As you may already be aware, many of my articles are about investments; how much you should invest and what you should invest in. I’ve even brushed on a little bit how you can be a disciplined investor. Today I want to delve further into this topic…how to take emotion out of investing. This may seem like a simple thing to do but, when money is involved, feelings are bound to get hurt.
A CFA Institute study showed that over a 30-year period, the average US equity investor achieved a return of 3.8% per year. But, surprisingly, the S&P 500 gave 11.1% returns. What’s the reason for the huge difference? Why did people not reap the full rewards? The answer is very simple…bad timing of the market.
Emotional investing is a bad strategy that I would not advise to anyone. Many people panic if the media hypes up a stock, or predicts that a market will crash. This is almost a self-fulfilling prophecy. If anyone remembers about Y2K, or has read up on the Dot-Com Bubble, you will know that the media told everyone that computers would crash (due to the computers thinking the year ‘00’ would mean ‘1990’) and that everyone’s bank accounts would be wiped when the servers had this tech error. Of course, this didn’t happen. But the media phrenzy caused stocks to plummet, and when there were so many web giants, we were only left with a few, like Google, Apple and Amazon. Playing into this fear caused thousands and thousands of people to lose their money on the stocks they had.
Fear is very often the driving force behind bad investing, and its co-pilot is greed. These two emotions can cause investors to buy at a high price (in hope it will go higher) and sell low (panicking that it won’t go back up). This clearly is not going to be fruitful or give you decent returns in the long run, so how can you avoid this?
There are two key ways to take the emotion out of investing and think rationally with your investing. The first is diversification. This is a word I have mentioned a lot in previous articles. Diversification is the investment strategy of buying an array of investment types; stocks, bonds, buying equities in different countries, different industries and just generally not putting all your eggs in one basket. There are only a handful of times in human history, when all markets have moved up or down in unison, so this method provides a buffer against volatility. Because one investment’s losses are offset by another’s gains, your portfolio will survive long term.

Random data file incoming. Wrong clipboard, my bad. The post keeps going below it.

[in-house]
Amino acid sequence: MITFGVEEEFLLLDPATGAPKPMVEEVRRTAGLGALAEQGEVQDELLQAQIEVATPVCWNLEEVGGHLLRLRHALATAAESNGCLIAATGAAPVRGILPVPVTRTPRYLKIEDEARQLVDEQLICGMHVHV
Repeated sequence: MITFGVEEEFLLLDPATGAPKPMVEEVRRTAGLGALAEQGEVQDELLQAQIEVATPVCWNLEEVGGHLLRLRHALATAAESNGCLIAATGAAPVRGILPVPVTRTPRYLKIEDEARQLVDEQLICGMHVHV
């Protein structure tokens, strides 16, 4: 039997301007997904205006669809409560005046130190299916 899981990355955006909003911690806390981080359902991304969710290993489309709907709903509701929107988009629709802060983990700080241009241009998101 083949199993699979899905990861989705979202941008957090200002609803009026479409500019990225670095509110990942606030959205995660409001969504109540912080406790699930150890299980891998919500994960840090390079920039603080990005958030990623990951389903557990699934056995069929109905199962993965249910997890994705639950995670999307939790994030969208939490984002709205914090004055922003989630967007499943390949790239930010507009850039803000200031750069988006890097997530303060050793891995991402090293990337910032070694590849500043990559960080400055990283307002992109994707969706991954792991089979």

The next method to remove emotion from investing is dollar-cost averaging. I have also mentioned this several times before in previous articles. This idea is simple; invest the same amount of money in regular intervals. This strategy can be used during any market trend, up or down. The key is to not change or falter from the amount and the time intervals. Don’t tamper with it at all, and be disciplined to follow this method long term. This will remove all emotion out of your investments and you don’t have to worry about timing the market.
To conclude, we are humans, it is almost impossible not to factor emotion into our day to day lives. However, using these simple methods of dollar-cost averaging and diversification, you will stop these bad investing habits and succeed in the long run. To further remove emotion, I suggest doing passive investments, so that you are not the one looking over your funds.